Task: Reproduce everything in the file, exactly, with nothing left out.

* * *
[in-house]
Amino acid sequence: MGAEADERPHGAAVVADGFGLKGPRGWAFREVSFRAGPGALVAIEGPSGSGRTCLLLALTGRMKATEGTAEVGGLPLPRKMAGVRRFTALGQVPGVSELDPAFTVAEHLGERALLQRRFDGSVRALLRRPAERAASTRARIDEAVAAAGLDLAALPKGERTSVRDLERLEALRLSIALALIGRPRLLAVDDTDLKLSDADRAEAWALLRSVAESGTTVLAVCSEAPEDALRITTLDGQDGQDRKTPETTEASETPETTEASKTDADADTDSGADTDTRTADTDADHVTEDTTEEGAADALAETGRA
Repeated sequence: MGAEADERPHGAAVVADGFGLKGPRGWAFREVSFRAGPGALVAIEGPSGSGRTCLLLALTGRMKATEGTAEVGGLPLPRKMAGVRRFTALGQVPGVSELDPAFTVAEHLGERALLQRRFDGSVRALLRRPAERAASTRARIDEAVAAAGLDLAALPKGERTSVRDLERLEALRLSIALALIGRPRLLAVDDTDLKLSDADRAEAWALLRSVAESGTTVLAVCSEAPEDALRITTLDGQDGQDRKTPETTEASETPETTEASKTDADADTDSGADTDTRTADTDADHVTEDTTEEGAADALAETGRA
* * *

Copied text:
[in-house]
Amino acid sequence: MGAEADERPHGAAVVADGFGLKGPRGWAFREVSFRAGPGALVAIEGPSGSGRTCLLLALTGRMKATEGTAEVGGLPLPRKMAGVRRFTALGQVPGVSELDPAFTVAEHLGERALLQRRFDGSVRALLRRPAERAASTRARIDEAVAAAGLDLAALPKGERTSVRDLERLEALRLSIALALIGRPRLLAVDDTDLKLSDADRAEAWALLRSVAESGTTVLAVCSEAPEDALRITTLDGQDGQDRKTPETTEASETPETTEASKTDADADTDSGADTDTRTADTDADHVTEDTTEEGAADALAETGRA
Repeated sequence: MGAEADERPHGAAVVADGFGLKGPRGWAFREVSFRAGPGALVAIEGPSGSGRTCLLLALTGRMKATEGTAEVGGLPLPRKMAGVRRFTALGQVPGVSELDPAFTVAEHLGERALLQRRFDGSVRALLRRPAERAASTRARIDEAVAAAGLDLAALPKGERTSVRDLERLEALRLSIALALIGRPRLLAVDDTDLKLSDADRAEAWALLRSVAESGTTVLAVCSEAPEDALRITTLDGQDGQDRKTPETTEASETPETTEASKTDADADTDSGADTDTRTADTDADHVTEDTTEEGAADALAETGRA